12. Made Up word? i.e., Smiggle

  13. What descriptive words do you want to associate with? i.e., UBER

  14. What are your brand values? i.e., Accurate Accounting, Discovery Channel, United Energy, Athletes for Hope, Port Power

Step 2: Now, you should have a long list or word cloud of potential names. Now you can start to construct them into potential brand names. Here are some tips:

  • Marriage merge. Group some – start and end of two words.

  • Phonetic spelling. Change the spelling of common words, i.e., wurds, wordz, wordx, werds

  • Connect. Join two words, i.e., adjective and what you do / feeling and your product/feeling and your name, i.e., Crazy John

  • Name associations. If you want your customer to feel happy, what do you think of?

  • Synonyms. What similar words work better

From these two processes, you should be able to assemble a top 5 or top 10 potential brand names.

Now the final step is the evaluation where you can use the f.r.u.i.t.f.u.l. framework.

Each of the top names can be scored against the following criteria and rated out of ten. 0 being poor and 10 being perfect.

F stands for fit. Or purpose, product, industry, and target market

R stand for represents your values resonates with your target market, recognize and remembers easily.

U stands for unique. Name, domain, social handles, originality – is your name available? Check business names, trading names, domains, and social media platforms to see if your name or close variation is available.

I stand for intelligible. Able to be understood, unambiguous, pronounceable, Creates intrigue people are curious and want to know more. Idea-based sparks a solution

T stands for twofold. Meaning - what does it mean, synonyms, Translation cross cultures and languages – important for international ventures

F stands for foundation to fruitful growth. A name that supports potential expansion or diversification

U stands for umbrella. Brand or brand family structure will work when you expand.

L stands for legals. Trading name, trademark – if you find a conflict here, then that name needs to be removed or adapted by changing the spelling or combination of words. Leverage diversify the application.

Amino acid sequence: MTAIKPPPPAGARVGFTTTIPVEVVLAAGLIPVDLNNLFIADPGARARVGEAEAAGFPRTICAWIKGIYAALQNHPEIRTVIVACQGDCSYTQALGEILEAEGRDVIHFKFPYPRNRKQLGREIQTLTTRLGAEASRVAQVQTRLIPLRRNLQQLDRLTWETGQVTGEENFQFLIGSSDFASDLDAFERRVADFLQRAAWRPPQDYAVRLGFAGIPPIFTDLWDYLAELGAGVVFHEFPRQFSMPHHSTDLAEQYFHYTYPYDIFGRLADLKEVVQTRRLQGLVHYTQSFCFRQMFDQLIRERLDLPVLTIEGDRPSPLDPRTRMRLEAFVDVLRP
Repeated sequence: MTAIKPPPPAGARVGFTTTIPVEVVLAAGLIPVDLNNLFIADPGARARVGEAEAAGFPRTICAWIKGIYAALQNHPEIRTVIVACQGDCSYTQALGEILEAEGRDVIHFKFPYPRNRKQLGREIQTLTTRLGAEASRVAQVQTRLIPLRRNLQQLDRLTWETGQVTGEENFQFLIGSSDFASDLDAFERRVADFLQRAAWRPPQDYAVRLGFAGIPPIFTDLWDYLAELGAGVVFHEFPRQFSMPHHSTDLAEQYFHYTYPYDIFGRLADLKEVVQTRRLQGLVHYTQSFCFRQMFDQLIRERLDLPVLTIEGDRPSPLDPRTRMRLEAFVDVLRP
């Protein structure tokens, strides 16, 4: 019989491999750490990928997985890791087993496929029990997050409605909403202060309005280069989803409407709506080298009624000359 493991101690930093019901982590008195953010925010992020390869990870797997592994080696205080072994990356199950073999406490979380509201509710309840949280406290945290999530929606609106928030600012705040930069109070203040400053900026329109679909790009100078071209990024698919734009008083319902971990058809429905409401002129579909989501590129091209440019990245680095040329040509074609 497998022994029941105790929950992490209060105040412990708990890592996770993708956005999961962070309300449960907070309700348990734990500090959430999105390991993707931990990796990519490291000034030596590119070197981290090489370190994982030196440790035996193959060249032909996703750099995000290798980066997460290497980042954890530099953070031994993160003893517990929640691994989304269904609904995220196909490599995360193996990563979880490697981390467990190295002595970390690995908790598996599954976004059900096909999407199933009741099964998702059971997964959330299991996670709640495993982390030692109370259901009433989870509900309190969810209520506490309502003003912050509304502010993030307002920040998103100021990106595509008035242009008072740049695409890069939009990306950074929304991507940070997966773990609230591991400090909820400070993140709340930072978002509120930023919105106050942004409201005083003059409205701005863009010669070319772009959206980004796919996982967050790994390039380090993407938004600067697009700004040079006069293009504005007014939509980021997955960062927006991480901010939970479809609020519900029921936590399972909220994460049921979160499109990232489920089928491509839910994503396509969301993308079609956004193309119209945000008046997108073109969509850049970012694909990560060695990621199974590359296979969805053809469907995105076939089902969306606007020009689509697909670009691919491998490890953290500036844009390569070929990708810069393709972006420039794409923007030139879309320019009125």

When you tally up the scores from each of the criteria, you will have your brand names ranked, with the highest score being the most adaptable, sustainable, and advantageous.

Remember, you want to have this brand name for a long time, so if it’s not growing on you, it might not be the one. Test the name with some people in your target audience and get their feedback too.

If you’d like to get your hands on a copy of the recently released Fruitful Branding Blueprint eBook, head to the Fruitful Group website, or if you’d like assistance on your next branding project, please contact Shelley Tilbrook at Fruitful Group for a chat.

Follow me on Facebook, Instagram, LinkedIn and visit my website for more info!


Shelley Tilbrook, Executive Contributor Brainz Magazine

Shelley Tilbrook is a leader in building brands, presenting persuasive pitches, and using storytelling to captivate, connect and convert audiences. After a corporate career in sports and events as a senior marketing executive, she launched her own digital marketing and branding agency, Fruitful Group. She combined her mission 'to engage, educate and empower entrepreneurs to scale sustainable brands' with her expertise around strategic marketing, digital transformations, and brand storytelling. She developed the fruitful foundations for building blooming brands, the pitch-perfect program, and the fruitful formula of content marketing to help start-ups and scale-ups succeed. She founded the Fruitful Faculty, an online school for entrepreneurs and consults across sport-tech, ed-tech, med-tech, and eCommerce with clients including; Athletics Australia, Athletes for Hope Australia, Kidney Health, Political Racquet, and many startups. Her purpose: To positively impact lives with fruitful brand solutions.